Hello, my name is***** and I have over 20 years of experience as a veterinarian.I am sorry to hear that Bentley isn't holding his tail normally.Is he showing signs of pain when you attempt to touch it?Can he lift it to a normal position, but then does it fall back down, or is he unable to lift it? If he can lift his tail, but just seems like he doesn't want to then I suspect that your fellow may be suffering from tail head myositis. This occurs from overuse of the tail, usually after swimming, or playing and socializing
more then usual, but can also be related to a tail pull or struggling.It is a painful inflammation of the muscles
at the tops of the tail which make the whole tail limp. Sometimes, especially in short haired dogs we can even see swelling at the tail base. Given some time, rest and anti-inflammatories he will feel much better and his tail should regain its normal happy wag. If he is eating and drinking normally and has no history of bleeding
tendencies or a sensitive stomach
you can give him buffered aspirin at home for a couple days.The only over the counter anti-inflammatory that can be used in dogs is buffered, enteric coated aspirin (like ascriptin). Aspirin does cause stomach and intestinal irritation and ulceration as well as clotting problems so should not be given for more than 2 to 3 days consecutively and should always be given with a meal. If you choose to use it watch for lack of appetite, vomiting, blood in the stools or dark tarry stools and stop immediately if you see those. Do not use aspirin if your dog has liver or kidney disease or a history of a sensitive stomach or clotting problems. The dose for aspirin is 5mg to 10mg per pound of body weight orally every 12 hours (about one half of a 325mg aspirin for a 25 to 35 pound dog every 12 hours). Always give with a meal. Do not use for more than 2 or 3 days. Other causes of a limp tail are usually more severe trauma (tail pull injury due to a tail getting caught, being hit by a car in the pelvis), intervertebral disc disease, or a mass placing pressure in the spinal nerves that innervate his tail. But with his history of your dad holding his tail and an abrupt change tail head myositis is most likely.Another possible cause of pain near the tail is full, impacted or infected anal glands. These scent glands are found just inside the rectum and when they are abnormal and uncomfortable the inflammation can spread up to the tailhead area. If he seems to be scooting his bottom on the ground or licking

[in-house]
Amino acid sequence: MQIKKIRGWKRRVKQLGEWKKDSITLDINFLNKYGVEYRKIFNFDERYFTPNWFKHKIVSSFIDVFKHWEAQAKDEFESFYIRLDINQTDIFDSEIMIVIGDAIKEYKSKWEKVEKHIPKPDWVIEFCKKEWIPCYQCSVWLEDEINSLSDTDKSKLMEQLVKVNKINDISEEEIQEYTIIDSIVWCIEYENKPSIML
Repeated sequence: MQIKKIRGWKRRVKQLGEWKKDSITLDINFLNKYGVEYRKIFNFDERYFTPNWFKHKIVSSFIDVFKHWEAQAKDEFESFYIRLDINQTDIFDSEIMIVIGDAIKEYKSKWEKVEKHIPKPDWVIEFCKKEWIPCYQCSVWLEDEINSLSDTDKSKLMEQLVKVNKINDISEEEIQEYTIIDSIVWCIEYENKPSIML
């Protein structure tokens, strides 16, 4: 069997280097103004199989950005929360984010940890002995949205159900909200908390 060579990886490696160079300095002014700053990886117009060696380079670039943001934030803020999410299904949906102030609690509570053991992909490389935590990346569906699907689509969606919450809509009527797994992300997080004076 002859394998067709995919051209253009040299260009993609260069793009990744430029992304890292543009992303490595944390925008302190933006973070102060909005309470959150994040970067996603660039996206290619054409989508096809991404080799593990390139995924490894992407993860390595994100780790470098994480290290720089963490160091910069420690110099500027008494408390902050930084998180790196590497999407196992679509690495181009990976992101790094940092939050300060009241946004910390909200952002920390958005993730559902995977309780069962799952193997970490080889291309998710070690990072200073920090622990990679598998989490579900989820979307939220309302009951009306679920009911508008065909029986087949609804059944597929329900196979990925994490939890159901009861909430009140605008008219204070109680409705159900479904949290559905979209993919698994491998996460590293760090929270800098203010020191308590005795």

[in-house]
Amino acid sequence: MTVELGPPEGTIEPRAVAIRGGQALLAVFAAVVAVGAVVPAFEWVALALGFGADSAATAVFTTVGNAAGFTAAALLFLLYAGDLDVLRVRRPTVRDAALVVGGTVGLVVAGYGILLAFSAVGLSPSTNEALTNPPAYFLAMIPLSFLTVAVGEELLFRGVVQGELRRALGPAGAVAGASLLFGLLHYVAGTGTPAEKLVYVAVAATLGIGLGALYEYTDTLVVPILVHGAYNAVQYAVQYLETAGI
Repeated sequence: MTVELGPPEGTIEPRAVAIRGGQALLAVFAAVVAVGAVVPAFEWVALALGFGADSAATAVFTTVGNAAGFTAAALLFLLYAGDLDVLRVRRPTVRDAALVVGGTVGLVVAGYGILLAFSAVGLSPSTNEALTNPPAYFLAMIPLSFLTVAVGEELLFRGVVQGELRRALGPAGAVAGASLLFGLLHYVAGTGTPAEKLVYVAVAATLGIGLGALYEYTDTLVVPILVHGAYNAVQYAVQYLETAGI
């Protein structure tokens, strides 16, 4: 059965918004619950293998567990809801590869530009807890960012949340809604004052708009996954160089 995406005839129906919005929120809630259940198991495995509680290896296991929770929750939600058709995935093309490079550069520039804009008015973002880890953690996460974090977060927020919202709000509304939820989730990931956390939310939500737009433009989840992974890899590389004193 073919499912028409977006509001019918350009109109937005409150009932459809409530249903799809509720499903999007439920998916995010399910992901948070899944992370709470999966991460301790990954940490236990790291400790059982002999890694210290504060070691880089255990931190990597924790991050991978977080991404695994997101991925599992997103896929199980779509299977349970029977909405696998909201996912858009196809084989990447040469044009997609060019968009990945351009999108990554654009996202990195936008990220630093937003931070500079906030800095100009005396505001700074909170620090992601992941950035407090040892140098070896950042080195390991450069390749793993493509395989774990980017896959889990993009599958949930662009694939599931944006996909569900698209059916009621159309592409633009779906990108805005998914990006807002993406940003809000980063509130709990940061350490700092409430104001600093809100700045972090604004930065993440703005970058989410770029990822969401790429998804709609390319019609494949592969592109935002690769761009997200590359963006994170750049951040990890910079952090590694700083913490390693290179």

his perianal area it is worth having his anal glands checked by his veterinarian.If he cannot seem to feel his tail tip, cannot lift his tail or is having trouble passing urine or stool that indicates a more serious problem. Do not give aspirin, he should see his veterinarian.Please let me know if you have any further questions.